fire photography
Nikon D850 w/ Nikkor 50 f1.8 - 1/160 - f2.8 - ISO2500 - handheld

Some tips for fire photography:

  • don’t get too close, if you want more details, use a zoom lens

  • Keep the aperture small (high number) to get a lot of detail

  • Keep that shutter speed high to catch sharp flames and the smoke

  • Unless you want to catch movement, then use a long shutter speed

  • In both cases, Shutter Priority Mode is a good choice

  • A wide aperture (small number), will create beautiful bokeh

Week 4 : Selfie

This was a hard one for me. I really absolutely do not like seeing myself in any photo.

So I decided to go up close, shoot as less of me as possible 😄.

I ended up having Gaël and Aryn choose because, you know, the above. They chose the first one. And my fellow challengees (is that a word?) liked it too. I think it’s the most comments I ever got on a photo I made. If only I received that much interaction on my Instagram account 🤣.

I would have chosen the second one. But I was outnumbered in the vote.

self portrait
Nikon D850 w/ Nikkor 105 f2.8 - 1/15 - f9.0 - ISO100 - tripod with remote trigger
self portrait with German Shepherd
Nikon D850 w/ Nikkor 50 f1.8 - 1/160 - f1.8 - ISO1000 - I handheld my Nikon like you would an iPhone for a selfie 😳

Week 5 : In The Kitchen

I wanted to do something different. A few days before this challenge, I was making spaghetti sauce and I found this carrot in between the others. I thought it was interesting enough to spare for a photo session 😄. And then the challenge of that week was perfect for it. I tried many angles, many lighting setups (nothing fancy though because my stuff is in storage, just your average flashlight and iPhone light). I did not clean our kitchen table well enough so I ended up polishing that up in post-processing. The backdrop is a well-used baking sheet.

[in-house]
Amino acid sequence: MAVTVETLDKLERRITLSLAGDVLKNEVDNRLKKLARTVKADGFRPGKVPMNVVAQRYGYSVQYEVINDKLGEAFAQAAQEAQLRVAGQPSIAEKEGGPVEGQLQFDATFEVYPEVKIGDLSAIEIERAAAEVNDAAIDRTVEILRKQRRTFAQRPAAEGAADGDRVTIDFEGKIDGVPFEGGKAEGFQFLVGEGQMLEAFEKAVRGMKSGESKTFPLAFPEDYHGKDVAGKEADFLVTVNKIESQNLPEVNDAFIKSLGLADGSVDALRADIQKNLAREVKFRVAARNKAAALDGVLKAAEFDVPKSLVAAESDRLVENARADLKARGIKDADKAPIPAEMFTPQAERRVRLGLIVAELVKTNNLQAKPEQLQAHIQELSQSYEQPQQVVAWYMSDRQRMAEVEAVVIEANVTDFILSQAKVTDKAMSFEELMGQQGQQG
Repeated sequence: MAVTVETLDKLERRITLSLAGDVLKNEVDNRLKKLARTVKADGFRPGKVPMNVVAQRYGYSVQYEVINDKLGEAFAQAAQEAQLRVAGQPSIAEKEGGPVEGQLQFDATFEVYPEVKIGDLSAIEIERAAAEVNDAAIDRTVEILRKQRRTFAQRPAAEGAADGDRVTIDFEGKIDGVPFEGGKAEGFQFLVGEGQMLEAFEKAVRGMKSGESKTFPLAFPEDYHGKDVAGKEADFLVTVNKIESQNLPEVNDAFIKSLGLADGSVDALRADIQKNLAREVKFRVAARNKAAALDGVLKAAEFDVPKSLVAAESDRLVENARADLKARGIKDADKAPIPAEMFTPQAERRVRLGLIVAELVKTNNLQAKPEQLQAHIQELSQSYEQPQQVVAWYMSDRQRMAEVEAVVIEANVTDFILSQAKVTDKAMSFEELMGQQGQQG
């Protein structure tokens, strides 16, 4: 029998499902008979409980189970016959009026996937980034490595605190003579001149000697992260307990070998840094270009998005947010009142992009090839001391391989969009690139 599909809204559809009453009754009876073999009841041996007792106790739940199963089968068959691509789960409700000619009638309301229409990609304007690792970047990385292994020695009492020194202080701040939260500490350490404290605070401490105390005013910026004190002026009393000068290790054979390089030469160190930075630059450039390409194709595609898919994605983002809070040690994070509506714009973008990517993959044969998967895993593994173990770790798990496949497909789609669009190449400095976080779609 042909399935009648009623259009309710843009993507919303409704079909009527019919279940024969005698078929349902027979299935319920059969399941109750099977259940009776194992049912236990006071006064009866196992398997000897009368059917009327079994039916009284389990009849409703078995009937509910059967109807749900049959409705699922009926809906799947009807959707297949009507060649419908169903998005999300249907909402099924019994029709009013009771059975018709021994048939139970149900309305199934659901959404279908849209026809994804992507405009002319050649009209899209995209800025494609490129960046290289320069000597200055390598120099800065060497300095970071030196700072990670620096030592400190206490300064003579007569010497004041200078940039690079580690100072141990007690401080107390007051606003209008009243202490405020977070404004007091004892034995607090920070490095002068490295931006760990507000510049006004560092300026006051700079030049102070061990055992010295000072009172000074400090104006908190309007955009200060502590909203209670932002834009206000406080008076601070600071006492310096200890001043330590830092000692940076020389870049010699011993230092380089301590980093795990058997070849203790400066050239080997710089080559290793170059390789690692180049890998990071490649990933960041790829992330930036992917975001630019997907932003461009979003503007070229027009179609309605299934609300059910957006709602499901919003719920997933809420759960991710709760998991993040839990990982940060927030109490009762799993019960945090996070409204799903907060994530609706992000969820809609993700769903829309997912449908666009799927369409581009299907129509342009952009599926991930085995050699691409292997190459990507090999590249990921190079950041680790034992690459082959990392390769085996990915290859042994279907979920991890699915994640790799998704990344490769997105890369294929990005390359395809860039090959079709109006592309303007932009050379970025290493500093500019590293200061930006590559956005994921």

Of all the images I took of this carrot, I thought this one was the most interesting. But I suppose, my friends in the challenge don’t have the same weird mindset as I do because most everyone said it was creepy 😳🤣.

food photography - creepy carrot
Nikon D850 w/ Nikkor 105 f2.8 - 1.3s - f36 - ISO250 - tripod

Week 6 : Rule Of Thirds

I have the most amazing model ever! Wild. Red hair and beautiful blue eyes! And in summertime the added bonus of cute freckles. She’s not always the most agreeable teenage daughter but no matter her mood, she’s always willing to pose for me.

I wanted a simple, non-distracting composition where her hair would jump out. I think I succeeded 😎. I put two spotlights on the left, aimed straight at her, and in the room I was in, we have daylight lighting.

portrait photography
Metadata: Nikon D850 w/ Nikkor 50 f1.8 - 1/80 - f5.6 - ISO400 - handheld

What is rule of thirds? It’s when you divide your image, both horizontally and vertically, in three equal parts. You then place your subject on the intersection of those lines or along those lines.

It’s the most common composition rule in photography.

I frequently ignore it, just to be cross 😈🤣.

Also, the "correct" thing to do, would be to put the negative space in front of where the person is facing. I didn't do this because for two reasons. The first is very simple: there's a shelve on the left. The second one has already been stated a few sentences ago ...

Be sure to let me know what you think in the comments!

And, as I said, this is a 52-week challenge, so stay tuned. I might not be able to take images in the midst of our move but I do intend to keep my streak going as long as possible!!

Would you like to know how to book a photo session with me?

Just head over to my contact page and leave me a message.